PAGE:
- Peter Kinder resigns federal agency post, concludes position unnecessary and waste of tax dollars (6/16/18)2
- Longtime downtown Cape bartender Marcellus Jones remembered by friends (6/12/18)2
- Committee to start planning process for indoor aquatic center in Cape (6/20/18)1
- Stormy Daniels to visit East Cape Girardeau (6/13/18)20
- Southeast to spend $150,000 to refresh brand with Ohio firm (6/19/18)6
- A community rallies behind Honorable Young Men's Club (6/16/18)1
- New urban dance studio opens on Broadway (6/15/18)2
- Jackson natives compete in 260-mile canoe race (6/16/18)1
- Mother, child reportedly hit by car in Cape Girardeau (6/18/18)
- Neal Boyd blessed us all with his God-given talent (6/19/18)
Helping friend in need isn't a lost art
The recent harvesting bee organized by friends to help area farmer Bob Nitsch had to have brought back memories to those old enough to remember when farmers routinely got together to help each other plant, harvest or complete other farm chores.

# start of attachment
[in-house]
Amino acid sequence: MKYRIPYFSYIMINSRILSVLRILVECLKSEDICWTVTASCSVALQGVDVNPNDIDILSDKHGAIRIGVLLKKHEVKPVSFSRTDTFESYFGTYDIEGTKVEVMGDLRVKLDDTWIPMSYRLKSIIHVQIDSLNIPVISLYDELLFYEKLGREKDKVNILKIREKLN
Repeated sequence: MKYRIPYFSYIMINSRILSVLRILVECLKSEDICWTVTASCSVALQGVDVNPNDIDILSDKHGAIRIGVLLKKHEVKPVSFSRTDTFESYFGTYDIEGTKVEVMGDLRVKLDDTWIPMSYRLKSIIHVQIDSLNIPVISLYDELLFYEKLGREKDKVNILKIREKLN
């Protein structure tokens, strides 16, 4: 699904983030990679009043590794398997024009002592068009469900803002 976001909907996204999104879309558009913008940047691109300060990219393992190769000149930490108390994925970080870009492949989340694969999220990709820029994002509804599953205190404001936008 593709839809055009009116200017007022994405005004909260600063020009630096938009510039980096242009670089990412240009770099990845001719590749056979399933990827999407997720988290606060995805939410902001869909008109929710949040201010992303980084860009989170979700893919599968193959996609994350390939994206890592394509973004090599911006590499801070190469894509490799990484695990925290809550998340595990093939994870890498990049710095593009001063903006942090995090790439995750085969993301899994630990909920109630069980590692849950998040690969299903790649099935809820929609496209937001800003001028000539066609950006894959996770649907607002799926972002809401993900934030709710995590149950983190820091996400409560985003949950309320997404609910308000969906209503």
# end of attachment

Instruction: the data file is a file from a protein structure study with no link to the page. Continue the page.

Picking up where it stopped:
Nitsch, of Jackson, was hospitalized and worried about harvesting 130 acres of soybeans near the Diversion Channel.
But there was no need to worry, for Gerald Bryan, Cape Girardeau County extension agronomist, and Gayle King, a retired extension agronomist, were way ahead of him.
They and seven others gathered at the soybean field at 10 one morning and had the beans harvested and to market by noon.
They brought six harvesters and a half-dozen trucks. All of this made short work of the task, cutting a 142-foot-wide swatch across the field in each sweep.
Nitsch, former president of the Missouri Farm Bureau, has been farming in Cape Girardeau County for many years. Just last spring he planted a crop for an ailing friend.
The harvesting bee is a refreshing example of how things used to be, and how helping others hasn't become a lost art.